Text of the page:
Gov. J.B. Pritzker joined TV mogul Dick Wolf in Chicago to celebrate the extension of Illinois’ film tax credit program until 2026.

Wolf gets millions of dollars in tax breaks from the state in exchange for shooting shows such as “Chicago Fire” and “Chicago P.D.” in Illinois.

“Today, I’m proud to say that we are once again taking a step toward creating new jobs and building an Illinois economy that works for everyone,” Pritzker said.

But Illinois’ film tax credit program is a slap in the face to the state’s small business community outside the spotlight, does little to grow good jobs and is rife with corruption.

Take Illinois’ business climate. When it comes to movie magic, Pritzker acknowledges lower taxes attract investment. But his “fair tax” proposal would make Illinois’ business tax burden among the highest of any state in the nation. Wealthy producers catch breaks. Most other employers get hosed.

Unfortunately, there is scant evidence giving special tax credits to the film industry in particular is a proven pro-growth policy.

“Movie production incentives are costly and fail to live up to their promises,” researchers for the nonpartisan Tax Foundation wrote in 2010.

“Like a Hollywood fantasy, claims that tax subsidies for film and TV productions … are cost-effective tools of job and income creation are more fiction than fact,” wrote the Center on Budget and Policy Priorities. “In the harsh light of reality, film subsidies offer little bang for the buck.”

This is why states across the country are eliminating or significantly paring back their film tax credit programs after an arms race in the early 2000s. From 2009-18, 13 states eliminated their film incentive programs, according to the National Conference of State Legislatures. Many others, including film-tax-credit pioneer Louisiana, have capped the credits.

Illinois has no cap. And the bang for Illinois’ buck? Hard to say.

The Chicago Sun-Times reported in 2018 the state has doled out $420 million in film tax credits to more than 1,800 productions. But no one has ever audited the program. Taxpayers aren’t allowed to see the spending records production companies file with the state to claim their credits. Former Illinois Attorney General Lisa Madigan deemed them trade secrets.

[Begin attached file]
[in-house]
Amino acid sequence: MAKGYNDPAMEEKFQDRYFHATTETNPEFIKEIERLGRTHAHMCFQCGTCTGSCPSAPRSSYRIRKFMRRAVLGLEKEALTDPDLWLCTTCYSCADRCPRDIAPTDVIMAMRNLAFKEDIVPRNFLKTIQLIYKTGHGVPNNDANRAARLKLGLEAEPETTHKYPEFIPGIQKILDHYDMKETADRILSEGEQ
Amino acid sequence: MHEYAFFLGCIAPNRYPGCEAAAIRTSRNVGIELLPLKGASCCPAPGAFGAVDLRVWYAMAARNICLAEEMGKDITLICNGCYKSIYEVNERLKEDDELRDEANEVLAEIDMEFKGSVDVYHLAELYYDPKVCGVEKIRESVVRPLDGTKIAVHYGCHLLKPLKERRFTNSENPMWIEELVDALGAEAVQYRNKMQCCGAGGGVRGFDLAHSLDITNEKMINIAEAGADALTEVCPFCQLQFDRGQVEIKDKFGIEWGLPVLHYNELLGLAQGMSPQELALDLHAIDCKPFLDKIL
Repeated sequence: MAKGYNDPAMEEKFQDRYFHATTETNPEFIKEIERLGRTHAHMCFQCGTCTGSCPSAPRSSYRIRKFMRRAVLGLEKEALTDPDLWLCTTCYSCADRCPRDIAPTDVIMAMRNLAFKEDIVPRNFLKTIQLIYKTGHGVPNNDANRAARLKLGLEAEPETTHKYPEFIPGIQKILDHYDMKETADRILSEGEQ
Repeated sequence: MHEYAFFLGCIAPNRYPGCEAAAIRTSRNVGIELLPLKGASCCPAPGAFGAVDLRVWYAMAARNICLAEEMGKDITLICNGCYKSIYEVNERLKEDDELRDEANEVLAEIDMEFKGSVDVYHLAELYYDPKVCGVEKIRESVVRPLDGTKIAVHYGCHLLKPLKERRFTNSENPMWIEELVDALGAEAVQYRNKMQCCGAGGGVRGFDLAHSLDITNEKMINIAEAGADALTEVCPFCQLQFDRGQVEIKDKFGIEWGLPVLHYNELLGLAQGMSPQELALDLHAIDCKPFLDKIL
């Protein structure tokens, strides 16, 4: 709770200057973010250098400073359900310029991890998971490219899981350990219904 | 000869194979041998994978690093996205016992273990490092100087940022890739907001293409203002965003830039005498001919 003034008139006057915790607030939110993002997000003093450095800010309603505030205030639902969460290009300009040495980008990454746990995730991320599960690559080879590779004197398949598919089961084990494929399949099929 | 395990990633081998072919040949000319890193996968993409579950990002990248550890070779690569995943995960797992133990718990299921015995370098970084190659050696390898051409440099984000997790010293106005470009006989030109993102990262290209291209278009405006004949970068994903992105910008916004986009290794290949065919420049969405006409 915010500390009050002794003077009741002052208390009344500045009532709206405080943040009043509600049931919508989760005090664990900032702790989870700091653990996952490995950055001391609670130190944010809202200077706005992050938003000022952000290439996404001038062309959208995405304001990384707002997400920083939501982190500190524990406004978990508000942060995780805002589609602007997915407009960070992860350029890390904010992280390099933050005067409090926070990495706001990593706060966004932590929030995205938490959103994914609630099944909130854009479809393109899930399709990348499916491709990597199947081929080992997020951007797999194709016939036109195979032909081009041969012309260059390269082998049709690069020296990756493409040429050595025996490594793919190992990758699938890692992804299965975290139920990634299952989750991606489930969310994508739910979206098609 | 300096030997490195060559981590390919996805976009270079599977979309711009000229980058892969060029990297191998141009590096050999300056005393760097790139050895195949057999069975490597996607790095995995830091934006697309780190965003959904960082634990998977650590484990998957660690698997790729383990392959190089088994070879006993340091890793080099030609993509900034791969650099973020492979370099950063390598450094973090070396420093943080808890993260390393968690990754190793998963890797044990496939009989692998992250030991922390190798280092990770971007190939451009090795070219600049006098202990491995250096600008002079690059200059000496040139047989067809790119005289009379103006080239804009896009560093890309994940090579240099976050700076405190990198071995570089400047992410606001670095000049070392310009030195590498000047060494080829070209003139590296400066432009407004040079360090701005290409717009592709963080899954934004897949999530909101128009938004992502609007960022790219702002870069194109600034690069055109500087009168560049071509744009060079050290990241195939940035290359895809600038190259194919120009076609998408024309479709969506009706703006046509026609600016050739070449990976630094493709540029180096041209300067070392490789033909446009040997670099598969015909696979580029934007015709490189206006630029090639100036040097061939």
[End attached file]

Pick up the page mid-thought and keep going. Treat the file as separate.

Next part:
Keeping those payments hidden prevents scandal. When the state released limited spending records in 2015, watchdogs quickly pointed out the TV show “Mob Wives Chicago,” which received more than $600,000 in film tax credits, shoveled $66,000 in payments to women with mob ties and even paid to exhume the body of mob hitman Frank “The German” Schweihs.

On the campaign trail, Pritzker promised more transparency in the state’s film tax credit program. He hasn’t delivered. Taxpayers have no reason believe these favors are above board.

Aside from Dick Wolf, the main beneficiary of Illinois’ film tax credit program is a clout-heavy complex called Cinespace Chicago Film Studios. From July 2017 to July 2018, Cinespace received $8 million in payments from film tax credit recipients, according to the Illinois Film Office — about double the next-highest vendor during that time.

Cinespace was born in 2011 after receiving $17.3 million in grants from former Gov. Pat Quinn. Among other political power players, key in securing those grants and other tax breaks was former Teamsters boss John Coli Sr., whose union would go on to make money on film and TV productions at the complex.

Days before Pritzker signed the tax credit extension, Coli pleaded guilty to extorting Cinespace in exchange for labor peace.

How did the feds catch Coli? Cinespace President Alex Pissios. He wore a wire for the FBI to avoid serving potential prison time over allegations of bankruptcy fraud.

“You can’t have a f---- — rat in the woodpile,” Coli said of the Cinespace scheme on Pissios’ hot mic. “You can’t have a whistleblower here.”

Illinoisans might remember Pissios from a 2016 scandal, when Quinn, then a lame-duck governor, gifted Cinespace $10 million in taxpayer money to buy land it later turned out wasn’t even for sale.

Pissios is still the president of Cinespace. Thanks to Pritzker, millions of dollars in business will keep flowing his way.

Lawmakers serious about fairness, growth and transparency would be wise to call “cut.”

Austin Berg is a Chicago-based writer with the Illinois Policy Institute who wrote this column for The Center Square. He can be reached at aberg@illinoispolicy.org.

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